Aggiornamento situazione sonda New Horizons - 20.03.06

The PI’s Perspective
Zero G and I Feel Fine
Alan Stern
March 20, 2006

It’s been over three weeks since I last filed a PI’s Perspective, so
there is a lot to catch you up on. We’re more than 60 days into flight
now, and in every respect, New Horizons is doing fine.

As you probably already know, our third and last post-launch Trajectory
Correction Maneuver (TCM-3), a cleanup tweak of about 2.6 miles per
hour, was successfully executed on March 9. TCM-3 featured the first
in-flight closed-loop burn control, in which the onboard navigation
system senses the acceleration of the vehicle and targets the burn
cutoff for a precise change in velocity. This worked entirely as
advertised, and it’s a capability we plan to use in future burns,
than just conducting the burn with a timer.

On the day following TCM-3, the mission control team uploaded the
Command Loss Time Safety Net (CLTSN), which is the autonomy “catcher’s
mitt” code that I wrote about last month. Also this month, we have
continued the in-flight testing of our SWAP and PEPSSI plasma
instruments. SWAP passed a major milestone on March 13 by successfully
opening its launch door - on the first try, I might add. That’s the
second launch door to open, since Alice opened hers in late February.
Still to come are the Ralph and LORRI doors, which will open later in
the year when we are farther from the Sun and these instruments no
longer need such strong protection against accidental Sun pointing.

Another important activity that has been carried out of late is the
just-completed check of the high-gain antenna and its associated
electronics that we’ll rely on very heavily for communications in the
outer solar system.

Also, the Student Dust Counter (SDC) was turned on and commissioned in
its entirety in March. SDC is kind of like an acoustic sensor that
up impacts by micrometeoroids on its surface. But SDC can also hear
background noises on the spacecraft, such as engine firings, thermal
noise (like the popping and cracking sounds you hear from your car when
the engine is hot) and the opening of instrument doors. In fact, SDC
clearly heard the opening of SWAP’s launch door on March 13. The
instrument is now collecting data on tiny impacts occurring along our
route of flight to Jupiter.

In the coming few weeks we plan on additional testing of LORRI camera
and the “first light” (or more properly, “first particle”) observations
for SWAP, as well as the first turn-on of the Ralph
imager/infrared-spectrometer, and the first of two significant updates
of the spacecraft Command and Data Handling (C&DH) software. In a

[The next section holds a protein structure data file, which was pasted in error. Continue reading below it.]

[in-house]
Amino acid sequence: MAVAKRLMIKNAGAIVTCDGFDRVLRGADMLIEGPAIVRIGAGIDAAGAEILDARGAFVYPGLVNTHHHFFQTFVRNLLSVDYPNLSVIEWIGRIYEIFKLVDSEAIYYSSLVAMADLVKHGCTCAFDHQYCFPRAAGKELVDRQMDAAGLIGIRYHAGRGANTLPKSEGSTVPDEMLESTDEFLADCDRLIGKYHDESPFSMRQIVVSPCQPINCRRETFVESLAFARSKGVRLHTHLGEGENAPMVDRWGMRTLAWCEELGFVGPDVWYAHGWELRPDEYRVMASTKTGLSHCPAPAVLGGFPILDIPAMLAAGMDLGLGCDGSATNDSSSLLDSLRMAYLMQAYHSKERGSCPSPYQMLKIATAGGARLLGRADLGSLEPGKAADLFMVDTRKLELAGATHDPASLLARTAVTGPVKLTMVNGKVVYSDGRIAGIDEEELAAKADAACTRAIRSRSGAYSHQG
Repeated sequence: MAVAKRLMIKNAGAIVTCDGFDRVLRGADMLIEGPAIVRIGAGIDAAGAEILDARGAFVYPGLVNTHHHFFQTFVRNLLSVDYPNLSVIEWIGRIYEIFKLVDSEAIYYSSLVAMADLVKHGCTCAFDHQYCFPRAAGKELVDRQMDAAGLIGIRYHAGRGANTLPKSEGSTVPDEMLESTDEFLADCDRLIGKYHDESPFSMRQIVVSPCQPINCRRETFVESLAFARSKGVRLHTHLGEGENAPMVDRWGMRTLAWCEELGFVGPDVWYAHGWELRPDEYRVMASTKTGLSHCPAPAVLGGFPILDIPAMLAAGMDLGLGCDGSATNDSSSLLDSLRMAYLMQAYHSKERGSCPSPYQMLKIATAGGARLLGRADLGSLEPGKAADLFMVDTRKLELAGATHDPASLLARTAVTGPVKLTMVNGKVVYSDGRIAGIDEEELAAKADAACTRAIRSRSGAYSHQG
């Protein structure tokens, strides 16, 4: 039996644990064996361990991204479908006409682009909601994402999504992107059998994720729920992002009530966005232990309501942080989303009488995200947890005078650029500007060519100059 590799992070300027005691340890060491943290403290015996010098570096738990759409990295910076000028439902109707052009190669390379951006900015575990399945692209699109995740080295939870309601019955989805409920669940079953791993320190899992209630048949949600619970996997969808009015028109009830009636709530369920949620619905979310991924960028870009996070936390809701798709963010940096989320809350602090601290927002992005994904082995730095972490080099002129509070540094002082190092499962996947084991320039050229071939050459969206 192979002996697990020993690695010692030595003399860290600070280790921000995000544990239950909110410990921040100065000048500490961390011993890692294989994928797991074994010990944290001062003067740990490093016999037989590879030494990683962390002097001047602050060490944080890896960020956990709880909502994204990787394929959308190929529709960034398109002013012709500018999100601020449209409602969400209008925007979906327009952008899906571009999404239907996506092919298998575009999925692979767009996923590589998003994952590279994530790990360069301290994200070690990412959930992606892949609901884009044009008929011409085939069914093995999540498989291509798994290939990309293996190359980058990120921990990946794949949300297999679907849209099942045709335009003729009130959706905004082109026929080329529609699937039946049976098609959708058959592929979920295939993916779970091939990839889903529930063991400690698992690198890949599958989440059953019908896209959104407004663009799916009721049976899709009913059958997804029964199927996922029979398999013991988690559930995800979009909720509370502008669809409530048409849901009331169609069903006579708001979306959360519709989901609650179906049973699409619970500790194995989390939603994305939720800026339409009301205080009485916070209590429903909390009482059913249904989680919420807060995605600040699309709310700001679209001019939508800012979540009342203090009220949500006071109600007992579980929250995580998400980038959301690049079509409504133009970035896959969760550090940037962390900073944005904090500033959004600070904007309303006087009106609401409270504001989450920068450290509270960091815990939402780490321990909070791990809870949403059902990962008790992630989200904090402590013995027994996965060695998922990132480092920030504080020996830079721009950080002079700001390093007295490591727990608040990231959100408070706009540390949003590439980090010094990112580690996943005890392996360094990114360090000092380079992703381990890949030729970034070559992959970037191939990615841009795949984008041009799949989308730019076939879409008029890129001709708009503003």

milestone of sorts, on April 6, we’ll cross the orbit of Mars - that’s
just 10 weeks after launch, folks. By comparison, the Mars
Reconnaissance Orbiter took 5.5 months to get there, arriving
(successfully!) into orbit on March 10.

Meanwhile, the New Horizons science team is finishing up our final list
of Jupiter observing plans, and the ground team is completing a major
upgrade of the mission control software, while simultaneously working
planned software bug-fix upgrades for our onboard Guidance and Control
(G & C) and autonomy systems. These bug-fix type upgrades are normal
a mission in early flight; we’re finding the same kinds of little “this
and that” software anomalies, features and idiosyncrasies that most
missions find when they finally get to operate in the real flight
environment. The autonomy upgrades are planned to be uplinked in May
June. The G&C software will go up late in the summer.

Back over at Pluto, the same Hubble Space Telescope team that found
Pluto’s two small moons last year, measured the color of those moons. I
led that effort. What we found is that both the outer moon, called
S/2005 P 1 (or more colloquially for the time being, “Baltimore”) and
the inner moon, called S/2005 P 2 (or more colloquially for the time
being, “Boulder”), are the same color as one another, and as Pluto’s
larger moon, Charon. The figure below illustrates this, as well as the
fact that Pluto’s color is reddish in comparison to its satellites.
things we do not yet know, but would love to find out in future
observations, are the shapes, rotation periods and overall
reflectivities of Pluto’s small moons. Stay tuned. We’re hoping HST
awards more observing time soon.

Until next time . . .

– Alan Stern